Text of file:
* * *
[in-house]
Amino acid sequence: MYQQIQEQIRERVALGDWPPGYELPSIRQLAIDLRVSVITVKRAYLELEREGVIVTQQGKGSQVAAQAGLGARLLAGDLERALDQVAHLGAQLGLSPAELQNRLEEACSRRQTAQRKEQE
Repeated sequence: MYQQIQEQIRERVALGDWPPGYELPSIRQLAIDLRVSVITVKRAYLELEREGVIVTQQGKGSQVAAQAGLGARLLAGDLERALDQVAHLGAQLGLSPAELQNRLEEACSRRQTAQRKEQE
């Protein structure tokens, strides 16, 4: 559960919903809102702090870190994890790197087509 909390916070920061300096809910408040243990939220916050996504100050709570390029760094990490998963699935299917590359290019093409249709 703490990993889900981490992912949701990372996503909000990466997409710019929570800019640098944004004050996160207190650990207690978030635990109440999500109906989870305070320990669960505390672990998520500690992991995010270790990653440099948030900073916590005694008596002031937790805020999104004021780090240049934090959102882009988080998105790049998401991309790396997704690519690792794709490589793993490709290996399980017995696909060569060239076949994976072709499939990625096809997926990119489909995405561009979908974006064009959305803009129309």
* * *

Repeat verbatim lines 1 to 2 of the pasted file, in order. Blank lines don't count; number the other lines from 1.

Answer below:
[in-house]
Amino acid sequence: MYQQIQEQIRERVALGDWPPGYELPSIRQLAIDLRVSVITVKRAYLELEREGVIVTQQGKGSQVAAQAGLGARLLAGDLERALDQVAHLGAQLGLSPAELQNRLEEACSRRQTAQRKEQE